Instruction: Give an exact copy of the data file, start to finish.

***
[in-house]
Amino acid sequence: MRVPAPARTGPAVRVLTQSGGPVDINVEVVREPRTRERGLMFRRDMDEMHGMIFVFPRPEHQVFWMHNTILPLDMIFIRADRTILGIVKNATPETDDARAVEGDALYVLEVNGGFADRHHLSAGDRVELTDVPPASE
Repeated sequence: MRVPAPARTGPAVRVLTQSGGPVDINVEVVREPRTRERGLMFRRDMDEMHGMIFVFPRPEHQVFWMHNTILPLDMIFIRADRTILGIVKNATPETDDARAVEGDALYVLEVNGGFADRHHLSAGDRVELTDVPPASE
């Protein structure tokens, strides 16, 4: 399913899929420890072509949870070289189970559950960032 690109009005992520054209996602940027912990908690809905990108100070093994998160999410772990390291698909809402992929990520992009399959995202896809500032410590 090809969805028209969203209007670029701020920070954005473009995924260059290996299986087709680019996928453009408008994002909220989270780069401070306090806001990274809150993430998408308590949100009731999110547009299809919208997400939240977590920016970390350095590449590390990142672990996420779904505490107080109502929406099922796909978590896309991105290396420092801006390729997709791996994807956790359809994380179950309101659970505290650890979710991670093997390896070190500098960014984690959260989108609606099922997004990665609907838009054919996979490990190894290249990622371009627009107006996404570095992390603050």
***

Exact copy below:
[in-house]
Amino acid sequence: MRVPAPARTGPAVRVLTQSGGPVDINVEVVREPRTRERGLMFRRDMDEMHGMIFVFPRPEHQVFWMHNTILPLDMIFIRADRTILGIVKNATPETDDARAVEGDALYVLEVNGGFADRHHLSAGDRVELTDVPPASE
Repeated sequence: MRVPAPARTGPAVRVLTQSGGPVDINVEVVREPRTRERGLMFRRDMDEMHGMIFVFPRPEHQVFWMHNTILPLDMIFIRADRTILGIVKNATPETDDARAVEGDALYVLEVNGGFADRHHLSAGDRVELTDVPPASE
């Protein structure tokens, strides 16, 4: 399913899929420890072509949870070289189970559950960032 690109009005992520054209996602940027912990908690809905990108100070093994998160999410772990390291698909809402992929990520992009399959995202896809500032410590 090809969805028209969203209007670029701020920070954005473009995924260059290996299986087709680019996928453009408008994002909220989270780069401070306090806001990274809150993430998408308590949100009731999110547009299809919208997400939240977590920016970390350095590449590390990142672990996420779904505490107080109502929406099922796909978590896309991105290396420092801006390729997709791996994807956790359809994380179950309101659970505290650890979710991670093997390896070190500098960014984690959260989108609606099922997004990665609907838009054919996979490990190894290249990622371009627009107006996404570095992390603050």